A Stunning and Complex Queer Romance: A Strange and Stubborn Endurance by Foz Meadows

It’s a classic romantic trope: a marriage is arranged for political reasons, and despite initial feelings or inclinations, the two strangers begin a slow spiral into each other’s hearts. In A Strange and Stubborn Endurance, author Foz Meadows imbues this familiar story with enough twists and turns and thoughtful examinations to render it almost entirely new—a queer romance for the ages. A secondary world fantasy of intricate politics, hierarchies of power and culture and magic, plus two exquisite leads that brim with life, this slow-burn novel may have the flame low, but that doesn’t mean that it doesn’t burn hot.

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“The Screwfly Solution” Captures the Violence of Our Current Moment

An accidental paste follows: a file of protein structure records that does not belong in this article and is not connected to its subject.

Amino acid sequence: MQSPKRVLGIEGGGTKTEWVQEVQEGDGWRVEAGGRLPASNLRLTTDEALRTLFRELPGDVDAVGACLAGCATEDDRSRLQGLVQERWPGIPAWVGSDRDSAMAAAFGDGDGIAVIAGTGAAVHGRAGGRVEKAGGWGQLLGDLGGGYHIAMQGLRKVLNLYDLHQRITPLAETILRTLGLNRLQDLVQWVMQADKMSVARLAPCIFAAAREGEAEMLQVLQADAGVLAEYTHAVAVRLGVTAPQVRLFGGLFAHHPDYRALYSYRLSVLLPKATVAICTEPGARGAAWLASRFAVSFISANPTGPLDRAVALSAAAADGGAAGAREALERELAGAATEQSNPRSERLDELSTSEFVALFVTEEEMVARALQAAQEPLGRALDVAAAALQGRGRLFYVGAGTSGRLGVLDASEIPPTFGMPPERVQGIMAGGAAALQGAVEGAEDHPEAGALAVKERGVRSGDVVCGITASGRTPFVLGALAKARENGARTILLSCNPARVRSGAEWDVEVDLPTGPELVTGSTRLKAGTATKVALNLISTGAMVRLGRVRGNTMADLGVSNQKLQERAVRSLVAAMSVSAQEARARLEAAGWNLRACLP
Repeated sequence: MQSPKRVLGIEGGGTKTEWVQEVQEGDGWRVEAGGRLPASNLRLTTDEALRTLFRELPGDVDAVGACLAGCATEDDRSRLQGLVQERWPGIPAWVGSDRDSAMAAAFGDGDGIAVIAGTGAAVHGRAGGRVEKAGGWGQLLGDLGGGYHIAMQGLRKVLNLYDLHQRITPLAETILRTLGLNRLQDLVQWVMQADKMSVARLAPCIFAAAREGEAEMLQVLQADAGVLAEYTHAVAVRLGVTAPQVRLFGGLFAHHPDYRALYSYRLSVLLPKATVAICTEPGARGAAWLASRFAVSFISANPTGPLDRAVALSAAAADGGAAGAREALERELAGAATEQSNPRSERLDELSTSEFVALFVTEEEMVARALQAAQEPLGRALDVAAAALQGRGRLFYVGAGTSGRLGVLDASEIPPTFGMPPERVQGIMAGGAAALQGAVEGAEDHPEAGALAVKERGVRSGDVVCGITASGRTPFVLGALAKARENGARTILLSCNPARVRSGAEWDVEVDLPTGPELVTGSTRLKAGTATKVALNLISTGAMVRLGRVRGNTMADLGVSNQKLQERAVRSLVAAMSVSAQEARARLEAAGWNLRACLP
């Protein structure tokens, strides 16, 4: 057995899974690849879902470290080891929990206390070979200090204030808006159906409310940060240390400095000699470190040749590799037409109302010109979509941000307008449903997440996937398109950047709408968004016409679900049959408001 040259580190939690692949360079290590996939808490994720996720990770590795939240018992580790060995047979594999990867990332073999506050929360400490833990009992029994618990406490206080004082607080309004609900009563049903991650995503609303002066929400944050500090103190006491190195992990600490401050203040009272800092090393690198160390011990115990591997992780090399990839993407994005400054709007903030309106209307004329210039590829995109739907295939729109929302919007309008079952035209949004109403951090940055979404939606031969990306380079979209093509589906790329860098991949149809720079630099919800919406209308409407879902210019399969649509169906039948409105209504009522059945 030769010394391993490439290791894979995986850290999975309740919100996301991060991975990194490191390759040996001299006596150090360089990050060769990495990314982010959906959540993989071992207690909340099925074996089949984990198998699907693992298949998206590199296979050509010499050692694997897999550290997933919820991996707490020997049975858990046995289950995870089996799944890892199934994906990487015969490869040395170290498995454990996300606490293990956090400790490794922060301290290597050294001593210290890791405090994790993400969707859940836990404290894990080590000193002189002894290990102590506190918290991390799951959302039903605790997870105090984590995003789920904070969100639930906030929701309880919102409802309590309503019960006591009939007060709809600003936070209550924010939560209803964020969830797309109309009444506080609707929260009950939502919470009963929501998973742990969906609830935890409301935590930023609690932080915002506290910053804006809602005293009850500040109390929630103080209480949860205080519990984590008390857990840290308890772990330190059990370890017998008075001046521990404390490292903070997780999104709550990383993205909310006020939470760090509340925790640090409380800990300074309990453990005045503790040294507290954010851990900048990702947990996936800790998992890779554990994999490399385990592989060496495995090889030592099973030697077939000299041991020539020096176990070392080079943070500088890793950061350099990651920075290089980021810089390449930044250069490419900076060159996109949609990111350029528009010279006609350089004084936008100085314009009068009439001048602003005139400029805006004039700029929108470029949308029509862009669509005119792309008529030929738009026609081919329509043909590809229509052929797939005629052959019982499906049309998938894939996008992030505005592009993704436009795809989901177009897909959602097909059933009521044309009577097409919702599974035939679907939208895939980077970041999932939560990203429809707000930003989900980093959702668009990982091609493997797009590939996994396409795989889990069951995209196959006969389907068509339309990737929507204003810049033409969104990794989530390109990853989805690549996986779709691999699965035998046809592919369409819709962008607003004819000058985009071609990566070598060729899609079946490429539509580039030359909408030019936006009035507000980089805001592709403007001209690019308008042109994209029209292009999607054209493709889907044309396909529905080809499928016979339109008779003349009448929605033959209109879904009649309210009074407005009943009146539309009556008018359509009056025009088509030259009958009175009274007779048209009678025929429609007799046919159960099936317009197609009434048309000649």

In the final paragraphs of the 1977 short story “The Screwfly Solution” by Raccoona Sheldon (aka James Tiptree Jr, aka Alice Bradley Sheldon), the world has succumbed to an apparent plague of violent misogyny, leaving the story’s protagonist, Anne, the last woman alive. Scuttled away into hiding by one of the few men immune to the “femicidal” wave sweeping humanity, Anne cuts her hair, dirties her face, and disguises herself as a boy. She only ventures into society when she absolutely must, often gambling on whether she passes well enough to slink by the detection of a store clerk when she purchases supplies. The threat of discovery hangs heavy—Anne’s safety, her life, balancing on the gendered expectations of a man she doesn’t know.

As a trans woman, I know this threat. It’s a feeling I’ve felt in gas stations in rural Oregon on the mornings when I forgot to shave. It’s a feeling I’ve felt whenever I enter the women’s room in a rest stop off I-94. It’s a feeling I’ve felt when my girlfriend reminds me to let her do the talking when we check into a hotel in Wyoming.